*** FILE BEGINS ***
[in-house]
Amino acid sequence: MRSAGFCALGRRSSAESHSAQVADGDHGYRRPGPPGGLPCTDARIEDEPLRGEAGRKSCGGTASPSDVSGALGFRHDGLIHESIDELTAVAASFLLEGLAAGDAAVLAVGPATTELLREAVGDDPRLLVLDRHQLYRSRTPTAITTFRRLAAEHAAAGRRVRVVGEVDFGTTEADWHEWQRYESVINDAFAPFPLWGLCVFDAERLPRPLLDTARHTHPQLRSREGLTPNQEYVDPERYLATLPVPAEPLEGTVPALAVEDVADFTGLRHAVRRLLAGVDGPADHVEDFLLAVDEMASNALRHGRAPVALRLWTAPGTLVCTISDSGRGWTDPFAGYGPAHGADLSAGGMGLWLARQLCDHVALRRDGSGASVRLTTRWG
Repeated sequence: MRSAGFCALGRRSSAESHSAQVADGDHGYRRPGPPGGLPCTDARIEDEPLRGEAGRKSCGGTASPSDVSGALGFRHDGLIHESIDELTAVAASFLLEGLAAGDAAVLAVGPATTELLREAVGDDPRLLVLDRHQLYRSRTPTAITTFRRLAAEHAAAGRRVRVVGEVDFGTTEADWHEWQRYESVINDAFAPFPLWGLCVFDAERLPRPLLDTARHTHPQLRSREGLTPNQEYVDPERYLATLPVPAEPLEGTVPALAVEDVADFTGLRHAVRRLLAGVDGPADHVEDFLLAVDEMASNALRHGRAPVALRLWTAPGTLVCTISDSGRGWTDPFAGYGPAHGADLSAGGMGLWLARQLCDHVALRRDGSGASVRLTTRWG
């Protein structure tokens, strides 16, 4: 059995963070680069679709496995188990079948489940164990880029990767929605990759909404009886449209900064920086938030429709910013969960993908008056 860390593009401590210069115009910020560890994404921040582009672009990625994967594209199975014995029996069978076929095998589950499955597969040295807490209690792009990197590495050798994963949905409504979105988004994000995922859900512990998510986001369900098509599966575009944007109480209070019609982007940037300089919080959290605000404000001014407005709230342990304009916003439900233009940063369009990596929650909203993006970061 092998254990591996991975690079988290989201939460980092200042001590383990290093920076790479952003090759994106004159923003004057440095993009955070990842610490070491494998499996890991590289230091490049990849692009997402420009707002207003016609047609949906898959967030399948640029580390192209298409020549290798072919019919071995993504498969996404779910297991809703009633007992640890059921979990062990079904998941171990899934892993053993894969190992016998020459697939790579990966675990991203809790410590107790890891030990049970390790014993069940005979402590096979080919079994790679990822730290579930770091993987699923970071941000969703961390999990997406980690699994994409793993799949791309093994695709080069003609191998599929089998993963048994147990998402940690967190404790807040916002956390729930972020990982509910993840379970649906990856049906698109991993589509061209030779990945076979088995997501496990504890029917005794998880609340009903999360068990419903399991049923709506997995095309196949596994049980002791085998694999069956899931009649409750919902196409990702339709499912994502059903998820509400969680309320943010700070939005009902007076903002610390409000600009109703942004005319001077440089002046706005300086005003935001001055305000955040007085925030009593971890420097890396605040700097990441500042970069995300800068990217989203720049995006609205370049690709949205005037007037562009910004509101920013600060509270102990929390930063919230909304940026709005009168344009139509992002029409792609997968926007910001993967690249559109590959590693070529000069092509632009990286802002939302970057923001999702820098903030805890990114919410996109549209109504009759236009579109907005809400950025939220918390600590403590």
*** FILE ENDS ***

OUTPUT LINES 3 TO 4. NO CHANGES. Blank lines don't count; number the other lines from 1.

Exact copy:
Repeated sequence: MRSAGFCALGRRSSAESHSAQVADGDHGYRRPGPPGGLPCTDARIEDEPLRGEAGRKSCGGTASPSDVSGALGFRHDGLIHESIDELTAVAASFLLEGLAAGDAAVLAVGPATTELLREAVGDDPRLLVLDRHQLYRSRTPTAITTFRRLAAEHAAAGRRVRVVGEVDFGTTEADWHEWQRYESVINDAFAPFPLWGLCVFDAERLPRPLLDTARHTHPQLRSREGLTPNQEYVDPERYLATLPVPAEPLEGTVPALAVEDVADFTGLRHAVRRLLAGVDGPADHVEDFLLAVDEMASNALRHGRAPVALRLWTAPGTLVCTISDSGRGWTDPFAGYGPAHGADLSAGGMGLWLARQLCDHVALRRDGSGASVRLTTRWG
């Protein structure tokens, strides 16, 4: 059995963070680069679709496995188990079948489940164990880029990767929605990759909404009886449209900064920086938030429709910013969960993908008056 860390593009401590210069115009910020560890994404921040582009672009990625994967594209199975014995029996069978076929095998589950499955597969040295807490209690792009990197590495050798994963949905409504979105988004994000995922859900512990998510986001369900098509599966575009944007109480209070019609982007940037300089919080959290605000404000001014407005709230342990304009916003439900233009940063369009990596929650909203993006970061 092998254990591996991975690079988290989201939460980092200042001590383990290093920076790479952003090759994106004159923003004057440095993009955070990842610490070491494998499996890991590289230091490049990849692009997402420009707002207003016609047609949906898959967030399948640029580390192209298409020549290798072919019919071995993504498969996404779910297991809703009633007992640890059921979990062990079904998941171990899934892993053993894969190992016998020459697939790579990966675990991203809790410590107790890891030990049970390790014993069940005979402590096979080919079994790679990822730290579930770091993987699923970071941000969703961390999990997406980690699994994409793993799949791309093994695709080069003609191998599929089998993963048994147990998402940690967190404790807040916002956390729930972020990982509910993840379970649906990856049906698109991993589509061209030779990945076979088995997501496990504890029917005794998880609340009903999360068990419903399991049923709506997995095309196949596994049980002791085998694999069956899931009649409750919902196409990702339709499912994502059903998820509400969680309320943010700070939005009902007076903002610390409000600009109703942004005319001077440089002046706005300086005003935001001055305000955040007085925030009593971890420097890396605040700097990441500042970069995300800068990217989203720049995006609205370049690709949205005037007037562009910004509101920013600060509270102990929390930063919230909304940026709005009168344009139509992002029409792609997968926007910001993967690249559109590959590693070529000069092509632009990286802002939302970057923001999702820098903030805890990114919410996109549209109504009759236009579109907005809400950025939220918390600590403590």